As he was introducing the iPhone 4S last October, Phil Schiller took care to note that while the device had dramatically improved cellular data speeds, Apple wasn't yet calling it a "4G" device. "This is what the majority of our competitors claim when they talk about 4G performance," he said, comparing the iPhone's data speeds to a number of AT&T smartphones listed as "4G" despite their lack of next-generation LTE radios. "We're not going to get into a debate in the industry about what's 4G and what isn't — we'll leave that for others to talk about."
That debate has been conclusively decided. On Tuesday, Apple issued the iOS 5.1 software update, and with it came a small but hugely symbolic change: the AT&T iPhone 4S data indicator now reads "4G." Owners of the iPhone will notice no difference in performance or data transfer speeds; the device will not magically connect to AT&T's shiny new 4G LTE network. It will simply receive a deceptive labeling change that allows AT&T to market the iPhone as a 4G device against competitive phones from Verizon — including, perhaps most importantly, Verizon's own 3G iPhone 4S. It is a triumph of marketing for AT&T, and a rare acquiescence to a poor and confusing user experience for Apple.
ooo i am lovinn the 4G on my iphone now!— mariissaaa (@mariissaaaxo) March 8, 2012
Although Apple won't reveal the details behind the change, the company's official statement places the impetus squarely on AT&T. "AT&T has rolled out a nationwide HSPA+ network, and they refer to this high-speed network as 4G," a spokesperson told us. "With iOS 5.1, iPhone 4S will now see this reflected in the status bar." Compare that to the company's own marketing materials for the new iPad, which refer to HSPA+ as being among "the fastest 3G networks." Why the difference? The 4G LTE iPad itself offers the answer: there's no need to maintain the fiction of HSPA+ 4G when there's a real 4G network to sell instead. Still, AT&T's Seth Bloom is adamant that the iPhone 4S's new labeling is "essentially the same as many other current AT&T smartphones."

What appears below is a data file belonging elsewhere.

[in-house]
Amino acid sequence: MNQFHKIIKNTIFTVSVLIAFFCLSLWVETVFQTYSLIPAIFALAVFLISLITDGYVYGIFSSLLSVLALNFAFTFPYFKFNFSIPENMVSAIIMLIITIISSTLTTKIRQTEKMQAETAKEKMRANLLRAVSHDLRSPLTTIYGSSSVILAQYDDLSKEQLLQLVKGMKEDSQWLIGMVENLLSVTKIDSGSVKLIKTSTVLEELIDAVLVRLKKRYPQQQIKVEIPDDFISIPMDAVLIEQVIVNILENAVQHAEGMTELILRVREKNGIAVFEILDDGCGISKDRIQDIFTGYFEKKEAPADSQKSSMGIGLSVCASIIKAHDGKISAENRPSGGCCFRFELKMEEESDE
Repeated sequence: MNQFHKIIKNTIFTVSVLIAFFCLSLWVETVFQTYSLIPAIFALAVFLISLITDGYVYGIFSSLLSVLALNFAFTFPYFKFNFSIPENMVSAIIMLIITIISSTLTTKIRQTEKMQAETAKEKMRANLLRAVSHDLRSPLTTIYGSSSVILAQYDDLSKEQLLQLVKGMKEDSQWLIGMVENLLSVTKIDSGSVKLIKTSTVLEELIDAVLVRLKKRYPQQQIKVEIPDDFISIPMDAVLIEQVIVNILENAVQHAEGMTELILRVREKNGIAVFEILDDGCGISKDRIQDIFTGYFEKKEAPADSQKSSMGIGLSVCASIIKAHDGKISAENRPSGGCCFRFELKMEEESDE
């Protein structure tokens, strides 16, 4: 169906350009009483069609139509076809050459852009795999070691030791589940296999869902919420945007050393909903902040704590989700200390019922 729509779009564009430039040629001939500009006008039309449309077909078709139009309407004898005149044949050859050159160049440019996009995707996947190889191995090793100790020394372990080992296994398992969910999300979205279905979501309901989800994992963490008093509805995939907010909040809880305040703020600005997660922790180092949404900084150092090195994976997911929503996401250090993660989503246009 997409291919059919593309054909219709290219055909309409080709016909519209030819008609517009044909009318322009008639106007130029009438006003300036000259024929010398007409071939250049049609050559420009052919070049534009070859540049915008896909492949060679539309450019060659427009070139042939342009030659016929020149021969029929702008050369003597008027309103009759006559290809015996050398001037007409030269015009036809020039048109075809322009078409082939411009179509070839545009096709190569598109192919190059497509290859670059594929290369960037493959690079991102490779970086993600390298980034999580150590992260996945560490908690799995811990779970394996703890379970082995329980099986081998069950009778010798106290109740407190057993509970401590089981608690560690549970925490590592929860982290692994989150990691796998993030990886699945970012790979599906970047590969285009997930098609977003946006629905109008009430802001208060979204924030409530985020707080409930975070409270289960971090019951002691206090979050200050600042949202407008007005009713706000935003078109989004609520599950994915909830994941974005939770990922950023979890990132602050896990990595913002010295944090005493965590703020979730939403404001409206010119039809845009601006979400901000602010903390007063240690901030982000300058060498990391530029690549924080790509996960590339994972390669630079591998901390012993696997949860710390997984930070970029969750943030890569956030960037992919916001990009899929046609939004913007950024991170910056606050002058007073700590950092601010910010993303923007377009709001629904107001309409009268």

Of course, carrier misdirection about 4G is sadly old hat; AT&T's been claiming to run a 4G network for over a year now, and T-Mobile USA started this entire dubious trend in 2010 when it launched its "4G" network with a few press releases and a commercial starring a pretty brunette in a magenta dress making fun of the iPhone on AT&T. How did AT&T's Bloom react at the time?
"I think companies need to be careful that they're not misleading customers by labeling HSPA+ as a 4G technology."
It appears that AT&T and Apple have decided to throw caution to the wind.